Individual retirement accounts may cumulatively hold close to half of private retirement assets, but that doesn't mean that IRAs are as broadly used by multiple segments of the population as they could be—nor does it mean that people are actively contributing to them.

In fact, according to a brief from the Center for Retirement Research at Boston College, nearly all IRA asset growth is instead driven by rollovers from employer-sponsored retirement plans. Individuals' contributions represent just 13 percent of the new money flowing into IRAs each year.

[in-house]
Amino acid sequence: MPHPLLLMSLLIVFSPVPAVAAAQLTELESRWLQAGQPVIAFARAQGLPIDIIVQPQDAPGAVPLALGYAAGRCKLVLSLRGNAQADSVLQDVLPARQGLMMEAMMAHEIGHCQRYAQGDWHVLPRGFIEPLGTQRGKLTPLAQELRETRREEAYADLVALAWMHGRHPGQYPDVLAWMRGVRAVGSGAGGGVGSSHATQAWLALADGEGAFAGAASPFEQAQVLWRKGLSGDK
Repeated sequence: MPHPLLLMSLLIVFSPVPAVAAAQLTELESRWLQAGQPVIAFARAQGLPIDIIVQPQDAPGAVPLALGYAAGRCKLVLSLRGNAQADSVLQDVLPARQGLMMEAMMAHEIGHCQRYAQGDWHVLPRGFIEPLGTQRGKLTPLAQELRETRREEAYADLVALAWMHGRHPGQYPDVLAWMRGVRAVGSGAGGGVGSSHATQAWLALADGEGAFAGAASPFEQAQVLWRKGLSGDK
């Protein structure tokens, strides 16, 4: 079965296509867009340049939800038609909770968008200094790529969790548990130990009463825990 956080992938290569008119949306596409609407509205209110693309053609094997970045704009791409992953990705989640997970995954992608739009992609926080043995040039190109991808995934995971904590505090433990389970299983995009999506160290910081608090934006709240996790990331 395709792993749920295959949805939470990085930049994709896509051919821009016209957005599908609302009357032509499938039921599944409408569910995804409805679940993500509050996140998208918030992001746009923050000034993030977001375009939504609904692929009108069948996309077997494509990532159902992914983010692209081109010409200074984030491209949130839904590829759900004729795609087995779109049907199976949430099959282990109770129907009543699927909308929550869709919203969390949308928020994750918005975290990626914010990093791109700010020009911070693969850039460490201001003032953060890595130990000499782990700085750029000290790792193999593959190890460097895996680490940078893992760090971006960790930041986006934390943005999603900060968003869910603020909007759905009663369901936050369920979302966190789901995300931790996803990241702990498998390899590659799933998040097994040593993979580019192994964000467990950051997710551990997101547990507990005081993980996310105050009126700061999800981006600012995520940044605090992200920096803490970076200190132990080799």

While IRAs were intended to give those without an employer plan access to a tax-deferred savings vehicle, the report says, it hasn't quite shaken out that way. Only 14 percent of households contribute to IRAs, and they're mostly made up of higher-income dual-earners who also save in a 401(k); moderate-income singles or one-earner couples, often with a 401(k); and higher-income entrepreneurs with no current 401(k).

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